Robert William Service

(16 January 1874 - 11 September 1958 / Preston)

Obesity - Poem by Robert William Service

With belly like a poisoned pup
Said I: 'I must give bacon up:
And also, I profanely fear,
I must abandon bread and beer
That make for portliness they say;
Yet of them copiously today
I ate with an increasingly sense
Of grievous corpulence.

I like a lot of thinks I like.
Too bad that I must go on strike
Against pork sausages and mash,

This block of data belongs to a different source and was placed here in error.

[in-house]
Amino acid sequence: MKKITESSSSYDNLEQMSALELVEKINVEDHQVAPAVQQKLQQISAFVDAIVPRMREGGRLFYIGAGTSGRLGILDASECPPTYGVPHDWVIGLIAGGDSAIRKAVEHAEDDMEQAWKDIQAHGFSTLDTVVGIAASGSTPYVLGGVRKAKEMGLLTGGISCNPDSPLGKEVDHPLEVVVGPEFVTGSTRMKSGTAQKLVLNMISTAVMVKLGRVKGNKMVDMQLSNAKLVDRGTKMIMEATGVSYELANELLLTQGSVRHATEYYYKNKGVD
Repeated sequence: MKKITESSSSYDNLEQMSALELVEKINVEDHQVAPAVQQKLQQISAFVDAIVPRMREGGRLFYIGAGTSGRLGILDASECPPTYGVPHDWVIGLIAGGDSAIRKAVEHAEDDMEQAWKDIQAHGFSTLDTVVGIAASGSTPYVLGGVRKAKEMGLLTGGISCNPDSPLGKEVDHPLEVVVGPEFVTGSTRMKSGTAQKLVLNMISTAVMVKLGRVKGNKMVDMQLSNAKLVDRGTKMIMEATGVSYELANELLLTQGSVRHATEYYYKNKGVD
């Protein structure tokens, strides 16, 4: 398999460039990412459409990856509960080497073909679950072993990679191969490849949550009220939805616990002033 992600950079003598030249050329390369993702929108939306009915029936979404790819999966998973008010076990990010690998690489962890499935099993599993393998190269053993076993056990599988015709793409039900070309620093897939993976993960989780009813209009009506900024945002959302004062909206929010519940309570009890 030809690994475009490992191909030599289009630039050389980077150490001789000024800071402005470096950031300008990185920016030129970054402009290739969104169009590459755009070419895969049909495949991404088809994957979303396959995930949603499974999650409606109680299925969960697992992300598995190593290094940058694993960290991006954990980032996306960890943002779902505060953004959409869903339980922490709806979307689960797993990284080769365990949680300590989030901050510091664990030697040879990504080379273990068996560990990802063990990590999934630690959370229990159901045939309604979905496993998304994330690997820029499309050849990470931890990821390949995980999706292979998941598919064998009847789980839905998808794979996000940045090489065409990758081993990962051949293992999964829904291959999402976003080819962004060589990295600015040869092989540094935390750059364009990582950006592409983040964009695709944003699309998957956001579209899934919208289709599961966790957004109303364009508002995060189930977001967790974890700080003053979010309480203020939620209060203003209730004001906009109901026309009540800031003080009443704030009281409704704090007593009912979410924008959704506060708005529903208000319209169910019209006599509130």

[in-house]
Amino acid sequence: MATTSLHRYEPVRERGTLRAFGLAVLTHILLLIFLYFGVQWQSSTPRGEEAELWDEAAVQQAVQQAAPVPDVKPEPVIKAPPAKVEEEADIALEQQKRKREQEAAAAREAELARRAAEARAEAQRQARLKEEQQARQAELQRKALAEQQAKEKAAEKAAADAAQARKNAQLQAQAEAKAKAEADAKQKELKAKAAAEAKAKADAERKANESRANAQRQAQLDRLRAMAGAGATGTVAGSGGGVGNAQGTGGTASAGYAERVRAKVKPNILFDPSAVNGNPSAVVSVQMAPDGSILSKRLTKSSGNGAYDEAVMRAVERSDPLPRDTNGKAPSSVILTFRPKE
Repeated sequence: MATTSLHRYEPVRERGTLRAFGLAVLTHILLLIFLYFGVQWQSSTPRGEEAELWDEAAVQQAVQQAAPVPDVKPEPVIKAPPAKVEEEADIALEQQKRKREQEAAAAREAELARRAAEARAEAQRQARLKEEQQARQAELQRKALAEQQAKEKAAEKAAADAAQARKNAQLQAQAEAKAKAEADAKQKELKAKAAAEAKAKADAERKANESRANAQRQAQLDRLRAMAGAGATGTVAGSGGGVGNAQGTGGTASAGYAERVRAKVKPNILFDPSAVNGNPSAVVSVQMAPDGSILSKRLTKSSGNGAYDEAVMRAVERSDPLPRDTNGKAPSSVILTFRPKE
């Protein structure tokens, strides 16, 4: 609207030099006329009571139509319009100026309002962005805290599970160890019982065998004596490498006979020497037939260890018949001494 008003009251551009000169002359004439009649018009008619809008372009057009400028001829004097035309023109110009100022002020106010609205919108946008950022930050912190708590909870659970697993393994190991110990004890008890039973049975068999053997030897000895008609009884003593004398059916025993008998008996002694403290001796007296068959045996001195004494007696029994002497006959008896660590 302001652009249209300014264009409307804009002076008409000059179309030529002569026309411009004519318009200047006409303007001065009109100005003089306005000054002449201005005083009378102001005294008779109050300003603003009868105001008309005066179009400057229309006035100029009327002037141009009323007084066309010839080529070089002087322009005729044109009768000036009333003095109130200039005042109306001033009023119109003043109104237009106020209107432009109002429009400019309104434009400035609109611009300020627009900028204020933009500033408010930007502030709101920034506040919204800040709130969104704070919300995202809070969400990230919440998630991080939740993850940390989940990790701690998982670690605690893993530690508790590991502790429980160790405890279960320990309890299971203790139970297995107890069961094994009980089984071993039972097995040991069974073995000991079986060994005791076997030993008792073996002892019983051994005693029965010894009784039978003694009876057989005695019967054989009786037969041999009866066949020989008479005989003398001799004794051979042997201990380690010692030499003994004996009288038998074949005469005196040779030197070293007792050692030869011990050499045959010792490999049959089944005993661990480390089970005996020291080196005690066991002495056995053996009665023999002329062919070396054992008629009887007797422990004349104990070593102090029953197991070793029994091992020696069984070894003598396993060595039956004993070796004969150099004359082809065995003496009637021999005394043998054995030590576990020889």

Spaghetti and fried corn-beef hash.
I deem he is a lucky soul
Who has no need of girth control;
For in the old of age: 'Il faut
Souffrir pour etre bean.'

Yet let me not be unconsoled:
So many greybeards I behold,
Distinguished in affairs of state,
In culture counted with the Great,
Have tummies with a shameless bulge,
And so I think I'll still indulge
In eats I like without a qualm,
And damn my diaphragm!'


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Read poems about / on: culture, today, fear



Poem Submitted: Monday, January 13, 2003



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